“The protests have a process. If Hariri is logical, [these protests] need to continue for at least 72 hours to have the desired effect. The stakes for Hezbollah are high, so the opposition cannot allow Hariri to return,” Hanna said.

He added that a Hezbollah-led cabinet would endanger Lebanon’s international standing, with the US in particular likely to drop its support for Beirut in the face of a Hezbollah-led government.

“Hezbollah is pulling a May 2008, but constitutionally,” Hanna said in reference to the clashes that broke out three years ago in west Beirut between Hezbollah and pro-government gunmen.

“They are transforming their military might into political might. This is a coup de grace for US interests in Lebanon. Israel is always prepared for war, but they will be happy that Hezbollah is being more and more hated by people on the street in Lebanon.”

Miqati received several votes from MPs belonging to one-time Hariri ally Walid Jumblatt, who heads the Druze Progressive Socialist Party.

Amal Saad Ghorayeb, research adviser for the Doha Institute think-tank, said that protesters' anger was primarily directed against Jumblatt and others seen by Hariri’s supporters as turncoats.

“Hariri didn’t expect Hezbollah to go ahead and form a government on its own, and I’m not sure they expected Jumblatt’s about-face,” Ghorayeb told Al-Masry Al-Youm. “Most of the anger is not being shown against the opposition per se, but against Hariri’s former allies. This is reassuring from the perspective of polarization, but the situation is unprecedented.”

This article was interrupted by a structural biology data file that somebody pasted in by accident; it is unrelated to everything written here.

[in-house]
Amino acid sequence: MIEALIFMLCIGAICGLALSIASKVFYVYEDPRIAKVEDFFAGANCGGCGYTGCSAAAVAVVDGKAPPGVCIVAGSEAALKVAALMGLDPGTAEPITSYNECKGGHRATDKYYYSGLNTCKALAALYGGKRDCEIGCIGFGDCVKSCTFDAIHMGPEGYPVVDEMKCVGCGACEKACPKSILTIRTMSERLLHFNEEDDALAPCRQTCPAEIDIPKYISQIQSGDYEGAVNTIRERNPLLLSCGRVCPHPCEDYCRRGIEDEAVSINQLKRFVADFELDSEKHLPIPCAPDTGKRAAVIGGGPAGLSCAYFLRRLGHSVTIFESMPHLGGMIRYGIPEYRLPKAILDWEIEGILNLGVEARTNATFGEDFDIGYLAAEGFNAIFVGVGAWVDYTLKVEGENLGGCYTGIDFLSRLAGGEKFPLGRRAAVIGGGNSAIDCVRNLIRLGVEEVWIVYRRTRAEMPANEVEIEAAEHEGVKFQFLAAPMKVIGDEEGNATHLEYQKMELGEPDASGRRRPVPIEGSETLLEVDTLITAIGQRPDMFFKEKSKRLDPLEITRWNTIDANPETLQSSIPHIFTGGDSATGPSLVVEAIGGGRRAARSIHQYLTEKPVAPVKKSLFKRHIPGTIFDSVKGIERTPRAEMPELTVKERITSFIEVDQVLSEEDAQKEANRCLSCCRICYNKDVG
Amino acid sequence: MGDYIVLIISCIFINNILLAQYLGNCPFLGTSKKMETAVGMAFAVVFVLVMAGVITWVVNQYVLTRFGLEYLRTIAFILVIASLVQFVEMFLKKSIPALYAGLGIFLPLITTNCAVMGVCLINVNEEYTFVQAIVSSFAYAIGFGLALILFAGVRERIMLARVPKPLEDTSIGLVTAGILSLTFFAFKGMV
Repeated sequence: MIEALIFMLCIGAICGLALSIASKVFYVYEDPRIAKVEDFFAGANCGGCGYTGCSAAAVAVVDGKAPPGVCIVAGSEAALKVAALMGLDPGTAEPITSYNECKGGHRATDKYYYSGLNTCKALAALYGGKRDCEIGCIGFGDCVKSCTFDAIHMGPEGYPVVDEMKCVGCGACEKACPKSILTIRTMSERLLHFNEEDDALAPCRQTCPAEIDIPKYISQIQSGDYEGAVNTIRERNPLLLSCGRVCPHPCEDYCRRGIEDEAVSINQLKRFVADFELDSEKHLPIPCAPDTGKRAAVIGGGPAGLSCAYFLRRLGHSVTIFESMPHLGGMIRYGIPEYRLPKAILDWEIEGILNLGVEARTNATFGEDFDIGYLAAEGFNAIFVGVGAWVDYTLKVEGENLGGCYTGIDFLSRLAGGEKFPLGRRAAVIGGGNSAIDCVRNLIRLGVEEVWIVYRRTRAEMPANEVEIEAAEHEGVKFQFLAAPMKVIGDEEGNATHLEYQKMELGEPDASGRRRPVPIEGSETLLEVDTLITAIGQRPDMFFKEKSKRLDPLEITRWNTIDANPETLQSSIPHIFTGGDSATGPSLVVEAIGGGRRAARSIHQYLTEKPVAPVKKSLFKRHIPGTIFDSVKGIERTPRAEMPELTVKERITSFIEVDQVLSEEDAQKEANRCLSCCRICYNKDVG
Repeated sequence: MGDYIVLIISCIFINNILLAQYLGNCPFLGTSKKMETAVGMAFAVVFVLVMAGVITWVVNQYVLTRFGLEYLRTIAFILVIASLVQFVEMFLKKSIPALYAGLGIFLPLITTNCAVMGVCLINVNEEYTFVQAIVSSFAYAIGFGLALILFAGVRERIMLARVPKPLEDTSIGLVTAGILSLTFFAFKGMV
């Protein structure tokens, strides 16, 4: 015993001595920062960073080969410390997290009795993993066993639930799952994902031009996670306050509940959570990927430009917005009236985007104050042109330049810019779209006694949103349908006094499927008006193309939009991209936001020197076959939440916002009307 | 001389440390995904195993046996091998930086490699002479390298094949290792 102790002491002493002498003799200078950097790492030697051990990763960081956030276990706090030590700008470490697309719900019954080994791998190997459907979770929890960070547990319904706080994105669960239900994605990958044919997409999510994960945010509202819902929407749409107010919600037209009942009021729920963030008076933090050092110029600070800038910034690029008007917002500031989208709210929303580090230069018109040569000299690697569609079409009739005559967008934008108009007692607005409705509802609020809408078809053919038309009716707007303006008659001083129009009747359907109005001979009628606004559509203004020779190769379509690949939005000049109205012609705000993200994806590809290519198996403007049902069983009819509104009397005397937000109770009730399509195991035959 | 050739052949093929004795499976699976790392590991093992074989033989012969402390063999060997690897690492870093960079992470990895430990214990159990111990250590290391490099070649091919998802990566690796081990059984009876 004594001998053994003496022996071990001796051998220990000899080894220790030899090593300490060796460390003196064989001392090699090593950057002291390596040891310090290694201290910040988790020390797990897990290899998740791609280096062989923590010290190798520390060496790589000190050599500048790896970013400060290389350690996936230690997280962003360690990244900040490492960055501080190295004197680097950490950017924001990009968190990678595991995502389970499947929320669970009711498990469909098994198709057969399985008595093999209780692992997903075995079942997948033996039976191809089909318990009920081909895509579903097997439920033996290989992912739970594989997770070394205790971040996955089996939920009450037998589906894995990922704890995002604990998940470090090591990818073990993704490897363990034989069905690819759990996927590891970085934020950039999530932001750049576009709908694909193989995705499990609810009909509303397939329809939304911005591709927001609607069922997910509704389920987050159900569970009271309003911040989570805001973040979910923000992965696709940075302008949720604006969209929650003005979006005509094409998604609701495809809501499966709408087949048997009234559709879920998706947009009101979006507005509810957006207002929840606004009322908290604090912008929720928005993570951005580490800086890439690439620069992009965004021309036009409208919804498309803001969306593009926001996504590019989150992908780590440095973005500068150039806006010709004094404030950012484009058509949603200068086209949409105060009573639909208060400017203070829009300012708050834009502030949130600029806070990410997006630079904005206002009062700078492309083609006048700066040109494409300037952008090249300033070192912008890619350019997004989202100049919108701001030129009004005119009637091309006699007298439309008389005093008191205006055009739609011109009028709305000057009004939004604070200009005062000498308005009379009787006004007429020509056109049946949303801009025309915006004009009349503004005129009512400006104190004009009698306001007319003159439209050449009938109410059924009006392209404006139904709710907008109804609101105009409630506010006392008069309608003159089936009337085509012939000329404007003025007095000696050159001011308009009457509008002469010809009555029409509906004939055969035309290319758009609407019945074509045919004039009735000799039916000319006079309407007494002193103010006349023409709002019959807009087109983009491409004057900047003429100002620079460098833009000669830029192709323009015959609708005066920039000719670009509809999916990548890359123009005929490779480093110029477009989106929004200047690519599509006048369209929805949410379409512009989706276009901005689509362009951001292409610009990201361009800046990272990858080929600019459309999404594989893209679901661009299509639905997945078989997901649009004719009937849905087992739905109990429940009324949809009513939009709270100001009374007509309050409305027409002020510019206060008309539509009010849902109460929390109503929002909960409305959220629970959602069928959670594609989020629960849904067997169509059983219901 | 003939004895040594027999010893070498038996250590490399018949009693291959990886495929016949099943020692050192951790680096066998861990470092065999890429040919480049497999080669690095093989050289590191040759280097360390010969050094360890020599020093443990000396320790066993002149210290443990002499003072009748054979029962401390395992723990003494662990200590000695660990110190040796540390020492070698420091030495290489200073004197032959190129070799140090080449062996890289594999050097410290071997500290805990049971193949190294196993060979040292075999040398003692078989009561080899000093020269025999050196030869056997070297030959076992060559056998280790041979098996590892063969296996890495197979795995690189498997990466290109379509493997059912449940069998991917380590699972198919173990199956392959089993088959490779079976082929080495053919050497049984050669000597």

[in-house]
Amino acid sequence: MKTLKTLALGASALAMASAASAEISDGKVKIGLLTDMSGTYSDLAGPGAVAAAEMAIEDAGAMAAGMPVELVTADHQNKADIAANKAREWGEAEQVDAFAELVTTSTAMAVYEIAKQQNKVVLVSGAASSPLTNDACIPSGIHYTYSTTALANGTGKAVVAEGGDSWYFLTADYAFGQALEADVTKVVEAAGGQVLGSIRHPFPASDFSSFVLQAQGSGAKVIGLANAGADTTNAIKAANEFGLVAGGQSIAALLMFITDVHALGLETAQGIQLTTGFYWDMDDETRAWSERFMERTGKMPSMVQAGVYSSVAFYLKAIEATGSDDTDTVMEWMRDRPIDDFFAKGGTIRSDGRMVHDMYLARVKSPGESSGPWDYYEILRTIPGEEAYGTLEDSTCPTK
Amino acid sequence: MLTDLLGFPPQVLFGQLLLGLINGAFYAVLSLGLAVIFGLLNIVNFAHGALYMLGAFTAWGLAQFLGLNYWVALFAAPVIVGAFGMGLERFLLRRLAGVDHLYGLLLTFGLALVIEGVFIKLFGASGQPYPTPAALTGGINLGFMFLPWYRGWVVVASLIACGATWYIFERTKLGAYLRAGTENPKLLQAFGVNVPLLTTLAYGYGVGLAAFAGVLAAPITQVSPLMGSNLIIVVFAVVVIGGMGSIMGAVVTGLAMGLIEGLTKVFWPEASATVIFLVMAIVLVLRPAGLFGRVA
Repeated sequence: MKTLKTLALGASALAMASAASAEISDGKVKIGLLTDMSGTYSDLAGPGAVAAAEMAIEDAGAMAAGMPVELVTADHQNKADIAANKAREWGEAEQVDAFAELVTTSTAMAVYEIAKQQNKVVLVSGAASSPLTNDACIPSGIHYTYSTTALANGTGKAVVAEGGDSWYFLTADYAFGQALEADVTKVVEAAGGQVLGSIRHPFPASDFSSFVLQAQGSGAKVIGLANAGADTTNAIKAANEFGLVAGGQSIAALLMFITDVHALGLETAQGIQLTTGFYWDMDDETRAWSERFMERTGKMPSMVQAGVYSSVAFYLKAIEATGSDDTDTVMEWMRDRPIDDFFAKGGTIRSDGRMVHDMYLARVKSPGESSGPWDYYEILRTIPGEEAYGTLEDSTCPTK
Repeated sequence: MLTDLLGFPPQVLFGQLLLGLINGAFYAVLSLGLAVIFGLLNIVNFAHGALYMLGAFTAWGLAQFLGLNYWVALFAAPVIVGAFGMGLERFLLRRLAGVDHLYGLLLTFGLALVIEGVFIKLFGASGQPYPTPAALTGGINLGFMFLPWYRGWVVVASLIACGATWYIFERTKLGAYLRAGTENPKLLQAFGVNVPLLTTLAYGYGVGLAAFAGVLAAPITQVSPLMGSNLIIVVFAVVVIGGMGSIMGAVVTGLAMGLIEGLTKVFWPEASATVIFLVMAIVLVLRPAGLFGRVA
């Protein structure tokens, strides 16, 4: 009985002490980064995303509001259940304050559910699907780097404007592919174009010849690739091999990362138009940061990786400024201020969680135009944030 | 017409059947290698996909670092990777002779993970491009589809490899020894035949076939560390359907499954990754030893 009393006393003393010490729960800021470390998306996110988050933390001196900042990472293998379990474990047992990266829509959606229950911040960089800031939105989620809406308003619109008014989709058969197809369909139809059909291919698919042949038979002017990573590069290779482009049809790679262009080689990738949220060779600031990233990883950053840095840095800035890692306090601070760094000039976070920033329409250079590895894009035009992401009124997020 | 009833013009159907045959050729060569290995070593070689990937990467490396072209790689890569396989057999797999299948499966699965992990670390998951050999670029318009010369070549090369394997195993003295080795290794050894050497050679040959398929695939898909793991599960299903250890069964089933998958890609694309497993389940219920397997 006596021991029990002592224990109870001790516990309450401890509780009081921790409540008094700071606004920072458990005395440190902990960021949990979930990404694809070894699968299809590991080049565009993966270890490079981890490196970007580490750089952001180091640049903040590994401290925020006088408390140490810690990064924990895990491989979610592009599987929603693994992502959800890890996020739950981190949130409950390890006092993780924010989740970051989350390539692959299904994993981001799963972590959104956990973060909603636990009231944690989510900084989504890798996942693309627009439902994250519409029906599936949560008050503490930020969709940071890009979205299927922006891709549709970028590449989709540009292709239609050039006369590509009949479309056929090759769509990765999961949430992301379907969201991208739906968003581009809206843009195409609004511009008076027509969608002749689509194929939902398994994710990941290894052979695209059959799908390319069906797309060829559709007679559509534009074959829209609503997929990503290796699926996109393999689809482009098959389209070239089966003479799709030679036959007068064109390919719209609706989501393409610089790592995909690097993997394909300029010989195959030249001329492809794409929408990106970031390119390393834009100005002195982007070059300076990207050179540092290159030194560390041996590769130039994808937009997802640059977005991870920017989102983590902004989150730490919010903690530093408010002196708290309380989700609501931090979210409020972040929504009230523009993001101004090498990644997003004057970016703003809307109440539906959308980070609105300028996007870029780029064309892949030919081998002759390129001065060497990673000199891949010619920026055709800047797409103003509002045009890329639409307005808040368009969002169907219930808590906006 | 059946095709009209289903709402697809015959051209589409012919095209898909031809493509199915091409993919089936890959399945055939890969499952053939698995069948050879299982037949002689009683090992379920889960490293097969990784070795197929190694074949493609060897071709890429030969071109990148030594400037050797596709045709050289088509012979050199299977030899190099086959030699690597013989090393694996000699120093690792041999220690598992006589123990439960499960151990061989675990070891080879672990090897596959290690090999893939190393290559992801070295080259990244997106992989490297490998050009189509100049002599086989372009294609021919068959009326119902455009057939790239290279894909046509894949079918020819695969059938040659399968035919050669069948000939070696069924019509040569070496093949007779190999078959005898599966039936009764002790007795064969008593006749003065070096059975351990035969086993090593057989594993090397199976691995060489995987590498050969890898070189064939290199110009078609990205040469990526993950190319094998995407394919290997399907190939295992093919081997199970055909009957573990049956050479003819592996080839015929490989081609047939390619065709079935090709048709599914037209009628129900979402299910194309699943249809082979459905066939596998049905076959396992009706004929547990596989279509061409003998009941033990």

The Lebanese press, meanwhile, has been divided on the outcome of the negotiations.

The pro-opposition Al-Akhbar, in a piece published Tuesday, accused 14 March figures of refusing to accept defeat.

“Within a few hours, 14 March had taken off its ugliest masks and had decided to maintain its power at any price,” the paper said. “Hariri wanted life to stop all over the country so he could return to power. He started asking merchants to strike and factories to shut down and no longer cared if there was electricity in the country if he wasn’t in power.”

The Hariri-owned Al-Mustaqbal newspaper, while condemning the spontaneous protests, asserted that Hezbollah and its members were guilty of bullying the majority.

“The mandatory parliamentary consultations were transformed through maliciousness, pillage and armed threats, from a constitutional operation to a battle of elimination and open confrontation,” the paper wrote. “All indicators showed that the policies of suppression have reached a red line.”

The STL has said it expects Lebanon to continue providing its share of court funding, irrespective of who holds power in Beirut–although it is likely that the first item on an opposition government’s agenda would be to end official support for the tribunal.

Ghorayeb warned that the nature of sectarian tension in Lebanon made its immediate future highly unstable.

“We are talking about an emotional and sectarian response. When you enter this realm, it is hard to predict what will come,” she said.